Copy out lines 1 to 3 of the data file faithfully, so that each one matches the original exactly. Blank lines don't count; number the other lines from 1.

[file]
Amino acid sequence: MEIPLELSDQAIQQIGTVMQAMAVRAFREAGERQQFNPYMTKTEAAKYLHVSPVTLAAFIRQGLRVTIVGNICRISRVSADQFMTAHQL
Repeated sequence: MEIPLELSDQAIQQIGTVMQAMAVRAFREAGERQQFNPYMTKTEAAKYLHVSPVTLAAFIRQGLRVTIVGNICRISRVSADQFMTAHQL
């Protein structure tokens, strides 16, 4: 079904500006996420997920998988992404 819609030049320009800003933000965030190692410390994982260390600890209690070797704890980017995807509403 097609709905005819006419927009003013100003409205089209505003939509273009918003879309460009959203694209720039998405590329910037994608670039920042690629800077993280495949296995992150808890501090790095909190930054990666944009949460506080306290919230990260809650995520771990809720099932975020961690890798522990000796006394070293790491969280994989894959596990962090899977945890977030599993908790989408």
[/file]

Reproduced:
Amino acid sequence: MEIPLELSDQAIQQIGTVMQAMAVRAFREAGERQQFNPYMTKTEAAKYLHVSPVTLAAFIRQGLRVTIVGNICRISRVSADQFMTAHQL
Repeated sequence: MEIPLELSDQAIQQIGTVMQAMAVRAFREAGERQQFNPYMTKTEAAKYLHVSPVTLAAFIRQGLRVTIVGNICRISRVSADQFMTAHQL
């Protein structure tokens, strides 16, 4: 079904500006996420997920998988992404 819609030049320009800003933000965030190692410390994982260390600890209690070797704890980017995807509403 097609709905005819006419927009003013100003409205089209505003939509273009918003879309460009959203694209720039998405590329910037994608670039920042690629800077993280495949296995992150808890501090790095909190930054990666944009949460506080306290919230990260809650995520771990809720099932975020961690890798522990000796006394070293790491969280994989894959596990962090899977945890977030599993908790989408």